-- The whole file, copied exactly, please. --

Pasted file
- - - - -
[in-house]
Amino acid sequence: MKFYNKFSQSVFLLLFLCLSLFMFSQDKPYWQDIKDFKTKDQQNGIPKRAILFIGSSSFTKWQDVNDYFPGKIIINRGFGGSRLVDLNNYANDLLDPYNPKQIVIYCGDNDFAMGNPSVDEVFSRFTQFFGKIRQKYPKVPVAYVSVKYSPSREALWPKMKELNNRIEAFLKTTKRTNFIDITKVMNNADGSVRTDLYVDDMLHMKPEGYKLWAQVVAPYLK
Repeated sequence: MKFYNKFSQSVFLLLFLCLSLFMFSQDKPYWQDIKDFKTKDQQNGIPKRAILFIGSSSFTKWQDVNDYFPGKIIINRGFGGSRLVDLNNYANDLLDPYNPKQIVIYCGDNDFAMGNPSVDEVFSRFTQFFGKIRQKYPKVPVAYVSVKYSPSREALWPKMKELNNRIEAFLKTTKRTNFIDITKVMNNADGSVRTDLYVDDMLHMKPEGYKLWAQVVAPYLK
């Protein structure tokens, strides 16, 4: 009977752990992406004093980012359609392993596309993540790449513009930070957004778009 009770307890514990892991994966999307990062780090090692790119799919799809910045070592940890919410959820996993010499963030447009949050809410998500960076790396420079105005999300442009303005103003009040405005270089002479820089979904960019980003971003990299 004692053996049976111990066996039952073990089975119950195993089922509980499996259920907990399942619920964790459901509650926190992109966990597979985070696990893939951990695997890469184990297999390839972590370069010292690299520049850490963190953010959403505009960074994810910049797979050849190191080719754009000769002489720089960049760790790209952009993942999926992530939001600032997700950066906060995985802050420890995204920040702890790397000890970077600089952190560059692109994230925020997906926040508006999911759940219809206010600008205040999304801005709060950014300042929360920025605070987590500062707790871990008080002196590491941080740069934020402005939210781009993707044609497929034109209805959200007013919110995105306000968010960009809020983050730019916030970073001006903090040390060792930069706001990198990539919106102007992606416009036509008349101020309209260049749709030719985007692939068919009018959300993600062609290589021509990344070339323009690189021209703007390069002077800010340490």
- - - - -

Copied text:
[in-house]
Amino acid sequence: MKFYNKFSQSVFLLLFLCLSLFMFSQDKPYWQDIKDFKTKDQQNGIPKRAILFIGSSSFTKWQDVNDYFPGKIIINRGFGGSRLVDLNNYANDLLDPYNPKQIVIYCGDNDFAMGNPSVDEVFSRFTQFFGKIRQKYPKVPVAYVSVKYSPSREALWPKMKELNNRIEAFLKTTKRTNFIDITKVMNNADGSVRTDLYVDDMLHMKPEGYKLWAQVVAPYLK
Repeated sequence: MKFYNKFSQSVFLLLFLCLSLFMFSQDKPYWQDIKDFKTKDQQNGIPKRAILFIGSSSFTKWQDVNDYFPGKIIINRGFGGSRLVDLNNYANDLLDPYNPKQIVIYCGDNDFAMGNPSVDEVFSRFTQFFGKIRQKYPKVPVAYVSVKYSPSREALWPKMKELNNRIEAFLKTTKRTNFIDITKVMNNADGSVRTDLYVDDMLHMKPEGYKLWAQVVAPYLK
């Protein structure tokens, strides 16, 4: 009977752990992406004093980012359609392993596309993540790449513009930070957004778009 009770307890514990892991994966999307990062780090090692790119799919799809910045070592940890919410959820996993010499963030447009949050809410998500960076790396420079105005999300442009303005103003009040405005270089002479820089979904960019980003971003990299 004692053996049976111990066996039952073990089975119950195993089922509980499996259920907990399942619920964790459901509650926190992109966990597979985070696990893939951990695997890469184990297999390839972590370069010292690299520049850490963190953010959403505009960074994810910049797979050849190191080719754009000769002489720089960049760790790209952009993942999926992530939001600032997700950066906060995985802050420890995204920040702890790397000890970077600089952190560059692109994230925020997906926040508006999911759940219809206010600008205040999304801005709060950014300042929360920025605070987590500062707790871990008080002196590491941080740069934020402005939210781009993707044609497929034109209805959200007013919110995105306000968010960009809020983050730019916030970073001006903090040390060792930069706001990198990539919106102007992606416009036509008349101020309209260049749709030719985007692939068919009018959300993600062609290589021509990344070339323009690189021209703007390069002077800010340490």